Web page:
[New York Times] At its peak in 2008 and 2009, the wind industry employed about 85,000 people. About 10,000 of those jobs have disappeared since, as wind companies have been buffeted by weak demand for electricity, stiff competition from cheap natural gas and cheaper options from Asian competitors.
Analysis by EMP researchers points to higher “soft costs” as the primary explanation for a wide disparity in the installed costs for residential photovoltaic systems here and in Germany.
In wind-rich counties from Texas to North Dakota, installations of wind turbines increase total personal incomes and create jobs, according to research conducted by EMP economists and colleagues at the U.S. Department of Agriculture and the National Renewable Energy Laboratory.
EMP researchers sounding a cautionary note on banking on financing alone to accelerate energy efficiency. Their report shows that financing can, in some cases, increase the leverage of public dollars. In most cases, however, it is not able to drive demand to the same degree as direct incentives like rebates and so cannot be expected to replace other incentives in the current marketplace.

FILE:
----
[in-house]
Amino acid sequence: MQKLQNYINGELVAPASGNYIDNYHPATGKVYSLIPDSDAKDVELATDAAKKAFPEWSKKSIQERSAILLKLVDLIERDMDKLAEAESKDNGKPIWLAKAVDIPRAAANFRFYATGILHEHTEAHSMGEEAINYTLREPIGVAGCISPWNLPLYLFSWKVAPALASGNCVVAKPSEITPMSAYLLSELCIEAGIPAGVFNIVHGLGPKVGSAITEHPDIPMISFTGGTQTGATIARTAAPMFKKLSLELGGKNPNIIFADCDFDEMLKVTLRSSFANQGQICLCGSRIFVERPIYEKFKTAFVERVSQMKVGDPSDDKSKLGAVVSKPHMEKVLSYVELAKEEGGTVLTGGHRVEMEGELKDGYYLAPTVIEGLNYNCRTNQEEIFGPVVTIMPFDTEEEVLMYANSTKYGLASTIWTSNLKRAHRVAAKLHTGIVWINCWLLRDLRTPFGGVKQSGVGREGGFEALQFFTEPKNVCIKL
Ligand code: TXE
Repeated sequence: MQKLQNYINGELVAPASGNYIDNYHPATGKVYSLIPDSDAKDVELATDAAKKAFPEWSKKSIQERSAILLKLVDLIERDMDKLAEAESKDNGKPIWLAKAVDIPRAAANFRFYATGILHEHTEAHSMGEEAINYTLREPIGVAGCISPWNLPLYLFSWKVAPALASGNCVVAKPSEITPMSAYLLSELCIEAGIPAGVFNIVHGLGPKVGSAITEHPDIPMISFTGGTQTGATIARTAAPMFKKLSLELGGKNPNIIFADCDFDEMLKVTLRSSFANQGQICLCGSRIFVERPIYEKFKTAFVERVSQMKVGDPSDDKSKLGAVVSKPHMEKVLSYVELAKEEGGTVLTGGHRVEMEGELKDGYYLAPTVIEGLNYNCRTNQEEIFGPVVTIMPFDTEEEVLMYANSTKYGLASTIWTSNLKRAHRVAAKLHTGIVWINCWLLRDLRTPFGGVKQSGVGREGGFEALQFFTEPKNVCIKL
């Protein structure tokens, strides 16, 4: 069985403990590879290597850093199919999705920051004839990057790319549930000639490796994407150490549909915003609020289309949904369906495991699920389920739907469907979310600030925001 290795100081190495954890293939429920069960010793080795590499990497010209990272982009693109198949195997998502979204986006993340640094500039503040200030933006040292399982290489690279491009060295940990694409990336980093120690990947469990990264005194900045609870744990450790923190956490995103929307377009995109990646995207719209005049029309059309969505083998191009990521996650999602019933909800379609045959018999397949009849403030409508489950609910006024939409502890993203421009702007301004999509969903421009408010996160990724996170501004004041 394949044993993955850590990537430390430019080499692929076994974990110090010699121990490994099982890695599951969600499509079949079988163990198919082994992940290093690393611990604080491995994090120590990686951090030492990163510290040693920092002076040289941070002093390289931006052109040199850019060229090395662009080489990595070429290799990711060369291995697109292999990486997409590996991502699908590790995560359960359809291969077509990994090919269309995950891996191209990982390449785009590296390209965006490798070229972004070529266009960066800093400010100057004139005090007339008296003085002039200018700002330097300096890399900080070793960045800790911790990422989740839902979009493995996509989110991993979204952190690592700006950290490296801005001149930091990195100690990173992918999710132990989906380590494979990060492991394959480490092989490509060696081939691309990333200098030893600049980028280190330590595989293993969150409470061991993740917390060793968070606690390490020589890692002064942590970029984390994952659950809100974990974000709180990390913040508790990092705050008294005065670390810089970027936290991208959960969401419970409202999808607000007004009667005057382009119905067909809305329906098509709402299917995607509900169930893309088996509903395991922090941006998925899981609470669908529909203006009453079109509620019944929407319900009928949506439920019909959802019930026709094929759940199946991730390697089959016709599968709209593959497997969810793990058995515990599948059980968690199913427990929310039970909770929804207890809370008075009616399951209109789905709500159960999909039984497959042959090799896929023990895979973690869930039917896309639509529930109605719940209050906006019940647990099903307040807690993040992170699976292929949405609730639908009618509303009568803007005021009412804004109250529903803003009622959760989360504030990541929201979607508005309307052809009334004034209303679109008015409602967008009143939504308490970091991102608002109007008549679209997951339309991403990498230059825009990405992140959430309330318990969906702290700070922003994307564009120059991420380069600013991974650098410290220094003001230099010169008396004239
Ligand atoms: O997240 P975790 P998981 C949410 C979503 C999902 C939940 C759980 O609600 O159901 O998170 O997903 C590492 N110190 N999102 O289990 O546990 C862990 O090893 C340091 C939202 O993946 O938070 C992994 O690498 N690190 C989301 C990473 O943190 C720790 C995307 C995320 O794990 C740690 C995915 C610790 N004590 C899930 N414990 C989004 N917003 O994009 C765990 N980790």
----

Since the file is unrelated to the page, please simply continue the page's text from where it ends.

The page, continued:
Despite the onset of an economic recession, the U.S. energy services company industry managed to grow at about 7% per year between 2006 and 2008, according to EMP researcher’s definitive report on the industry. ESCOs anticipated accelerated growth through 2011 (25% per year).
Residential behavior-based energy-efficiency programs have been identified as a potential major source of new energy savings. A new report and presentation by EMP researchers provides guidance on methodologies for rigorously estimating those savings.